Make lots of lists. Whether you put pen to paper, open your notes app, or set reminders on your phone or smartwatch, lists are your friend. Many moms swear by this tip for keeping track of things when they're prone to brain fog. So, list out groceries you need, people you need to call back, household and work tasks that need accomplished, and basically anything you want to remember.

Get more sleep. Yes, this one's difficult, but the better sleep you get, the better your memory and cognition will be. Not getting enough sleep can contribute to brain fog, since your brain needs rest to process information. Try these tips for getting more sleep as a new mom.

Ask for help. For instance, ask family or close friends for help with household tasks such as cooking and cleaning, or with running errands. They might even be willing to take care of baby for a few hours while you catch up on some sleep! You might also talk to other moms for tips on how they've dealt with mom brain – and for reminders that you're not alone in this experience.

Exercise body and brain. Moving your body helps brain health and lessens stress, so fitting in exercise is a good idea. But there are other ways to exercise your brain during "me time," too, which don't involve exercise and can be done in shorter timeframes. Try a crossword puzzle, a Sudoku, or a mobile game designed to help your brain (like Peak, Elevate, or any word game).

Try brain-boosting foods. The antioxidants in foods like blueberries and broccoli, and the omega-3s in fish, can help promote overall brain health.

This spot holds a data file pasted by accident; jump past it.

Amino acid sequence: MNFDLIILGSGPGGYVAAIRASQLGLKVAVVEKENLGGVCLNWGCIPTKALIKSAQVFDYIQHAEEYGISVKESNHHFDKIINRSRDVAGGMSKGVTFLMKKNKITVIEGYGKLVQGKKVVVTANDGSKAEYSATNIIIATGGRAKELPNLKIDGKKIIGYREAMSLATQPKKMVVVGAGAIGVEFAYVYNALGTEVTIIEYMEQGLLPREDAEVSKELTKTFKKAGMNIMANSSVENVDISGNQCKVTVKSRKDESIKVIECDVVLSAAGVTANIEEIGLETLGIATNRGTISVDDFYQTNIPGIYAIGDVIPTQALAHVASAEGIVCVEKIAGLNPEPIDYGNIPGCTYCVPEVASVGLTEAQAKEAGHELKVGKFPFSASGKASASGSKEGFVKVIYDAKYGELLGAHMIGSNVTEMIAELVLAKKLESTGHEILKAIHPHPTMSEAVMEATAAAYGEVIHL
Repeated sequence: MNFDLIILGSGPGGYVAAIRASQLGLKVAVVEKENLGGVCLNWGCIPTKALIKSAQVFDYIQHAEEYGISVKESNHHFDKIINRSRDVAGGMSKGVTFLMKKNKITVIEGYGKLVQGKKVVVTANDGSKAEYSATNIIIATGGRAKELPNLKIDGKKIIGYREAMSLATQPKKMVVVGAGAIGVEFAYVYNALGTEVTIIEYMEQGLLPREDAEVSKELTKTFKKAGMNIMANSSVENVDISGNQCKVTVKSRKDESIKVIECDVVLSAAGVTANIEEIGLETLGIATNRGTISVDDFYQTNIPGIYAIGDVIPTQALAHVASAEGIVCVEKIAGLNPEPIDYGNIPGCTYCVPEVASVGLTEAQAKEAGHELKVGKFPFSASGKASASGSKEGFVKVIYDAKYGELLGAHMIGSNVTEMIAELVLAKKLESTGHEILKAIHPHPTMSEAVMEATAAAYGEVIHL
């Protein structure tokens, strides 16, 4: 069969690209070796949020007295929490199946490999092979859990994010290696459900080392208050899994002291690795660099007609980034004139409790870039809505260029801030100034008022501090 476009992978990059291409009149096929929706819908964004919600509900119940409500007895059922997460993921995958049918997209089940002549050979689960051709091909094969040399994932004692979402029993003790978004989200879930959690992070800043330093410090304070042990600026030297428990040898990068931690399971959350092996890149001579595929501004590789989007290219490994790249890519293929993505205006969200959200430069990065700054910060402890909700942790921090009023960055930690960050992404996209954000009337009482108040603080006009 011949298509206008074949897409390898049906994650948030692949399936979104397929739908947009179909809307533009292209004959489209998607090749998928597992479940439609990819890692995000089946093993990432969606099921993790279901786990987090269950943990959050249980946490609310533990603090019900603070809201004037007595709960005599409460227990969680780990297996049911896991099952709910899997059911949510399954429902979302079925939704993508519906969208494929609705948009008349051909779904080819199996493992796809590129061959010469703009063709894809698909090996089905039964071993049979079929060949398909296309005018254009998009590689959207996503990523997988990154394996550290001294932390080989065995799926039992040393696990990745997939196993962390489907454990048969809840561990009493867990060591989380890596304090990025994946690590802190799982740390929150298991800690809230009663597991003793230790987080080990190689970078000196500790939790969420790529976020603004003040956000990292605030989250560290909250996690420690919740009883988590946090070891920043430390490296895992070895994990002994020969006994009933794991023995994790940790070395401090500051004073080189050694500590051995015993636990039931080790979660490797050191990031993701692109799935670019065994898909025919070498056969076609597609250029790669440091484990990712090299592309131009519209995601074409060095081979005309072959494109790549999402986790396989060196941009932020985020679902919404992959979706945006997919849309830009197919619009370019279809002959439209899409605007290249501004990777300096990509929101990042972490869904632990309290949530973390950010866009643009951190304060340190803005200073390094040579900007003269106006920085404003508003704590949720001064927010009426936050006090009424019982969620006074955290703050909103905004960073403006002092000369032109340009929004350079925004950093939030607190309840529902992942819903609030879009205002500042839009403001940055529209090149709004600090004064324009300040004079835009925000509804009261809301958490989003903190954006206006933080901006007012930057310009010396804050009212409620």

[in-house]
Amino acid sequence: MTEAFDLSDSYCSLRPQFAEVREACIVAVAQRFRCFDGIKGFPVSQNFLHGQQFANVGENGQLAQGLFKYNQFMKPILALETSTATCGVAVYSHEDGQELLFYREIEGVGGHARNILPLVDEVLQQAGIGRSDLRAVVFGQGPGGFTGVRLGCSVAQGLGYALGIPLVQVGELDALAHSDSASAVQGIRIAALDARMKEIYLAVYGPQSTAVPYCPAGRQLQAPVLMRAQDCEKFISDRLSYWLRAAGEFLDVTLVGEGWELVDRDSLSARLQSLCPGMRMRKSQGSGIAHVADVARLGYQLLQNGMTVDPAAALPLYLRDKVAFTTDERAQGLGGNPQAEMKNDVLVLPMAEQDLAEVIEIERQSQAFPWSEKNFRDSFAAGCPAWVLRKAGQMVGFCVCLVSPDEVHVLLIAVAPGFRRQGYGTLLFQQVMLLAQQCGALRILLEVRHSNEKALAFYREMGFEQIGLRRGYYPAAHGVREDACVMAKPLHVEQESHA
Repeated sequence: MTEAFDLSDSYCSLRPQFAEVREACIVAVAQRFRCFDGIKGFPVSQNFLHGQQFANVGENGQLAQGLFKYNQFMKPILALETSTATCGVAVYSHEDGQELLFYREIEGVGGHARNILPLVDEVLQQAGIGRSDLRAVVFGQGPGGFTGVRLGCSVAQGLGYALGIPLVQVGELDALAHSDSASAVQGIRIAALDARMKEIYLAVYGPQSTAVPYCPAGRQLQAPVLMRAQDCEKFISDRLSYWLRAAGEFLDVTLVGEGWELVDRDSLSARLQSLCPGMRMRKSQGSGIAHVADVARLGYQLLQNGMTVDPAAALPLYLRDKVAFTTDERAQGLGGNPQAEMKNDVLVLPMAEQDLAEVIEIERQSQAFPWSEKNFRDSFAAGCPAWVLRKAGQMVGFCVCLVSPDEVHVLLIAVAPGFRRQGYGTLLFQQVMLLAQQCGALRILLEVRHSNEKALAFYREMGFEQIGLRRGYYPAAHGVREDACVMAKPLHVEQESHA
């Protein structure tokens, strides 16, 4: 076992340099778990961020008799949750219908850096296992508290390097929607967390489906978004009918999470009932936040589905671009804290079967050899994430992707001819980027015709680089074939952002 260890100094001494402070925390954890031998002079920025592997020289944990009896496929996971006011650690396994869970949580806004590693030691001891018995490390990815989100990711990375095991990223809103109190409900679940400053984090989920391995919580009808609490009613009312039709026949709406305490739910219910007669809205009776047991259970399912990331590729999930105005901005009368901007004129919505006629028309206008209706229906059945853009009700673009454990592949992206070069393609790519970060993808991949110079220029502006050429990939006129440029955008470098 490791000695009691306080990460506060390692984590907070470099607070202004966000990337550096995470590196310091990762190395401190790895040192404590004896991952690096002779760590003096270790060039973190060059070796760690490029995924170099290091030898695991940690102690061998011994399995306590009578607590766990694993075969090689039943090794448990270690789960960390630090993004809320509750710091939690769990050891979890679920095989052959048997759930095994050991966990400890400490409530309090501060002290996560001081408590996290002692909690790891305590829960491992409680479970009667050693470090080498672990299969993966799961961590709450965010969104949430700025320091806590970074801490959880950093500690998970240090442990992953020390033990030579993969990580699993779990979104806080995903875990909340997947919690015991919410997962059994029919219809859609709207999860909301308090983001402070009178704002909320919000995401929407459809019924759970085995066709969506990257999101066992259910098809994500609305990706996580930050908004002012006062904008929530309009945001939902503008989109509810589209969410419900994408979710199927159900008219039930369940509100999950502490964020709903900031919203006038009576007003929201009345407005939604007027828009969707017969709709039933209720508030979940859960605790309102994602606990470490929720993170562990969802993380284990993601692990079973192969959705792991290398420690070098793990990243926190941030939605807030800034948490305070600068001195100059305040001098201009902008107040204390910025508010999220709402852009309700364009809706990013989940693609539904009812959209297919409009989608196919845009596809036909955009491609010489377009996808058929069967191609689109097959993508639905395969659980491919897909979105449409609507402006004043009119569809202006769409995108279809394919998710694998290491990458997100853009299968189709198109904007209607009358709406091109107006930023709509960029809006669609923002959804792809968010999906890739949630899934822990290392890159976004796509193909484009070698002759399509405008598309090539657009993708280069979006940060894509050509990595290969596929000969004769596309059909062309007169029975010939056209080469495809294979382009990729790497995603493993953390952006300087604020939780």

Plan ahead. Preparing the items you need for the next day, and setting them in one place, may help your memory. This includes putting your keys and wallet in the same dedicated location every night, such as a hanging hook. Sticking to a daily routine may also help you, as it lessens your stress and schedule time for sleep. (But be flexible, as you may need to adapt your routine as your baby's needs change.)

Make time for you. As your responsibilities keep increasing, your need for stress relief also increases. So, be sure to give yourself some "me time" to do an activity you enjoy, where you don't have to focus on anything else. Even if it's as simple as a shower, this time will give your body and brain a break.

Don't be hard on yourself. Forgetting an important task might be the pits, but your brain changes are normal and happening for a reason. Take a deep breath and give yourself grace. When you're tempted to be hard on yourself because you forgot something, think of moments you spent with baby recently that brought you joy.

Embrace mom brain. Remember that your brain knows exactly what it's doing – it's helping you become a better caregiver and protector. Baby's health and well-being are super important, and your brain has given you new "superpowers" to help you help baby thrive.